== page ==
Read the full story: Medicalxpress
    Scientific publication: Pediatric Research


    Using a new algorithm, robots can now analyze objects in detail, grab and manipulate them better
    Robots just received a boost in dexterity - short science news - technology

    Humans are masters of dexterity, while robots are still struggling with grabbing and manipulating objects. Now, a key development was achieved, allowing robots to improve their dexterity. Thus, a robot can now inspect random objects and visually understand them enough to accomplish specific tasks without ever having seen them before. This lets robots better understand and manipulate items and it even allows them to pick up a specific object among a cluster of similar ones. This breakthrough opens many possibilities for using robots in industry and even around the house.

    Read the full story: MIT
    Scientific publication: Arxiv


    Experimental two-electrode setup showing the photoelectrochemical cell illuminated with simulated solar light. Image: Katarzyna Sokół
    Harnessing solar power: new ways to turn sunlight into useful energy - technology science news

    Researchers have developed a new method to split water into hydrogen and oxygen in a process that is based on photosynthesis in plants. They created semi-natural conditions by combining natural and man-made components into one device, which produced energy more efficiently than plants. This technological breakthrough may lead to the development of a new platform for developing new solar technologies.

    Read the full story: St. John’s College – University of Cambridge
    Scientific publication: Nature Energy


    Researchers from the MIT lab have now taken a giant step towards solving a longstanding problem of wireless communication: direct transmission of information between underwater and airbone devices. Traditionally, underwater devices cannot share information with those on the land since they use a different wireless signal, which can operate only in their respective mediums. Now, researchers have developed a system, such that an underwater transmitter sends sonar signals to the surface of the water, which causes tiny vibrations. These signals are then picked up by sensitive receivers on the water surface and then transmit it upwards. Just above this transmitter is a high-frequency radar, which can then process these signals.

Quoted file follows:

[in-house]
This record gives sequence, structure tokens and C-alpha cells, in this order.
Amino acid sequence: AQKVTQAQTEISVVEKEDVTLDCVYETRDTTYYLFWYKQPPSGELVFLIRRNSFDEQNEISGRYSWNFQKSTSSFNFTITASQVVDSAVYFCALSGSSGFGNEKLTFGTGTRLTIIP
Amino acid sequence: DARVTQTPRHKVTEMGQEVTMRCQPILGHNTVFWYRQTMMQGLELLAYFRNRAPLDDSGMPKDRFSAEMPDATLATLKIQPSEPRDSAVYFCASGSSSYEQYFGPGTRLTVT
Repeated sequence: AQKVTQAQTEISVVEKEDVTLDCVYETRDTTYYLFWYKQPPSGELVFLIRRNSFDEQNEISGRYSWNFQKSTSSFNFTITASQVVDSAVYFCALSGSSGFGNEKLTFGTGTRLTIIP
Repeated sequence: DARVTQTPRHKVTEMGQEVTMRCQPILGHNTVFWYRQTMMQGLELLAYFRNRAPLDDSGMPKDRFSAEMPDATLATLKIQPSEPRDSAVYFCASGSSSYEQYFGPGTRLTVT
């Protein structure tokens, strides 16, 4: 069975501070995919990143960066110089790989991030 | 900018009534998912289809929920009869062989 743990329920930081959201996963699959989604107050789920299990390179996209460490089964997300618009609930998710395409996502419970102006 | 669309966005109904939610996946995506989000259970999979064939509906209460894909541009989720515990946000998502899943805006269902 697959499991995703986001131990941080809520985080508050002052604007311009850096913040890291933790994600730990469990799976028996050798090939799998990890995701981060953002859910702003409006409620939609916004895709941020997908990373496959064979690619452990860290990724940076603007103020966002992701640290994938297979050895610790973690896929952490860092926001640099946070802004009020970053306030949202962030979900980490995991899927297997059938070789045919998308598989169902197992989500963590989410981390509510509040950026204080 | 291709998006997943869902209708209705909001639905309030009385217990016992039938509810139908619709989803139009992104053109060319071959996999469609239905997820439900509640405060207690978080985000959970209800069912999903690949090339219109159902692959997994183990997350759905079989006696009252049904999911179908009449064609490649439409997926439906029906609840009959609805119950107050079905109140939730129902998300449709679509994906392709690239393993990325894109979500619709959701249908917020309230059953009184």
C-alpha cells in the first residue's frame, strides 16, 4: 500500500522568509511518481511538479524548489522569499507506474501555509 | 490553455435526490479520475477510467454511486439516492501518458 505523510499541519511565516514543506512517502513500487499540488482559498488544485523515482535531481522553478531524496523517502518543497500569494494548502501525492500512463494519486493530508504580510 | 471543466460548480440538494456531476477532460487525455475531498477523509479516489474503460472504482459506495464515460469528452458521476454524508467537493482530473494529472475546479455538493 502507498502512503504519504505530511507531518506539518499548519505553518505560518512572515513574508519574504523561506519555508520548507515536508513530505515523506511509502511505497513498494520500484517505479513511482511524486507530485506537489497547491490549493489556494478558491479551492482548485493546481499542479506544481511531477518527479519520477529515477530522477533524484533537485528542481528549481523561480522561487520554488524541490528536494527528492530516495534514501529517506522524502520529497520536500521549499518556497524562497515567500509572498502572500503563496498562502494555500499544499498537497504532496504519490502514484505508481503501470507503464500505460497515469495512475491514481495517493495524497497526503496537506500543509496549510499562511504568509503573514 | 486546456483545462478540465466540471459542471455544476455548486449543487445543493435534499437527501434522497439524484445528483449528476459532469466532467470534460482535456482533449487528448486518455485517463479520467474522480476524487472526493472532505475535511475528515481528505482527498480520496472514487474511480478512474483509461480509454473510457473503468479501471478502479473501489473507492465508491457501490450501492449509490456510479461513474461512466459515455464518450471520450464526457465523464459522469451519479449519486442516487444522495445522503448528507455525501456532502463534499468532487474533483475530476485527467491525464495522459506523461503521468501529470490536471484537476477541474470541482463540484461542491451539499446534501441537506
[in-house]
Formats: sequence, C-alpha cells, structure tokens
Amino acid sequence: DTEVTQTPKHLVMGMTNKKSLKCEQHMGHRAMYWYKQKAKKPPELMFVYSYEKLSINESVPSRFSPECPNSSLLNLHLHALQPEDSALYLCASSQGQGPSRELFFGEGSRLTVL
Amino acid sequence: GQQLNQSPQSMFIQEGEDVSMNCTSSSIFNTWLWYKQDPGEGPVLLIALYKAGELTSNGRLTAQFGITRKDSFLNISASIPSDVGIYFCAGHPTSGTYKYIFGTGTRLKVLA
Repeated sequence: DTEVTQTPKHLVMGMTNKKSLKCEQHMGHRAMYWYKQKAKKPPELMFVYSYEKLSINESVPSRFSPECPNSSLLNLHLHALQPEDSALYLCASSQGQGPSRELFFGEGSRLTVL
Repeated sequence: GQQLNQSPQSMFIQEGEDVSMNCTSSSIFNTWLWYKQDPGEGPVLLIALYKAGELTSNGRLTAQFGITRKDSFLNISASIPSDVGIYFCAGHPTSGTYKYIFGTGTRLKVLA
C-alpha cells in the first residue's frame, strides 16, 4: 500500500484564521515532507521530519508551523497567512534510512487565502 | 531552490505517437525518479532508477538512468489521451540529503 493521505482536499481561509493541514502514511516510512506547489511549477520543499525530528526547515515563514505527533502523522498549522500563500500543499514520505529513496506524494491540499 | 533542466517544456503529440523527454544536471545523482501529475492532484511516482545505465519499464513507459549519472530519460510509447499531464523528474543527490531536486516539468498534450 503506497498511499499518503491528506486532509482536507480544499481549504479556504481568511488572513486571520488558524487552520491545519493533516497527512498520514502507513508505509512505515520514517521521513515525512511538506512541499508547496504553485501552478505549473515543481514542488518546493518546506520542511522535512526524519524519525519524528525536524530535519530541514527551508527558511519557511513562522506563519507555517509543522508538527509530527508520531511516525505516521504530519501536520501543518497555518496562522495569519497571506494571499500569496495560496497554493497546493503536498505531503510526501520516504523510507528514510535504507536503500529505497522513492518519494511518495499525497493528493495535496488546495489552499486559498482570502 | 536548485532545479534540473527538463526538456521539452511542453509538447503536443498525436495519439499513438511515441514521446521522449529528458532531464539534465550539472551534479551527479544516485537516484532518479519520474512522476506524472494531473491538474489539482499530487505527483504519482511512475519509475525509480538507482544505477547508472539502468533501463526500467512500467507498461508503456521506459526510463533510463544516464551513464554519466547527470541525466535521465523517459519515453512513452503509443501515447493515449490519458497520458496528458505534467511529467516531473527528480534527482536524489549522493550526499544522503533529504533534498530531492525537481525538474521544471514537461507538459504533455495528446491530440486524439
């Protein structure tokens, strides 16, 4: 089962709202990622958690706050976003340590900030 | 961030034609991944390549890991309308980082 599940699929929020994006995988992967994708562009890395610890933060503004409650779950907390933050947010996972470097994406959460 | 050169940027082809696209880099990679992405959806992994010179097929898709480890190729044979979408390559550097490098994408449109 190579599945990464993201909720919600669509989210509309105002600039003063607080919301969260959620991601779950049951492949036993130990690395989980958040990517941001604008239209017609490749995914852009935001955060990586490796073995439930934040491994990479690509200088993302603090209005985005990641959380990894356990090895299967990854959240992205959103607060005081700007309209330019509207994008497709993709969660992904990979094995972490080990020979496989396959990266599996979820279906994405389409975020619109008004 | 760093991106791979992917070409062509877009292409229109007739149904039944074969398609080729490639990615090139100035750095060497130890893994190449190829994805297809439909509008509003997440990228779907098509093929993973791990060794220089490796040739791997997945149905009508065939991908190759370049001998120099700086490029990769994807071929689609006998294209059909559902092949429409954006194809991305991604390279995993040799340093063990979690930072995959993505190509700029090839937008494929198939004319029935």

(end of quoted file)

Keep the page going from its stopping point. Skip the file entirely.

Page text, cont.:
Read the full story: MIT news


    Several imaging techniques in medicine require cutting open people or making them swallow large tubes with attached cameras. However, scientists have developed an in-body GPS system called ReMix. Now, one can track accurately the location of ingestible implants using a wireless signal. Importantly, the marker inside the body doesn't need to transmit any wireless signal, rather it reflects the signals which are transmitted from a device outside the body. Further, the marker inside the body doesn't need any battery or external energy source. An important application for ReMix is the proton therapy which is used in cancer treatments to kill cancer cells with magnetically controlled protons.

    Read the full story: MIT news


    The red alga C. merolae grown in culture in the laboratory. Image: Sousuke Imamura
    Acceleration of biofuel production with an enzyme from algae - biotechnology news

    Scientists found that the enzyme GPAT1 is the rate-limiting factor in the accumulation of oils called triacylglycerols in red algae. This is of importance for the production of biofuel, as triacylglycerols can be converted to biodiesel. Red algae normally store triacylglycerols under adverse condition such as nitrogen deprivation, and use them as energy source. Overexpressing GPAT1 increases triacylglycerols by more than 50%, without compromising algae survival or growth, suggesting that upregulation of the enzyme may serve to increase the production of biofuel.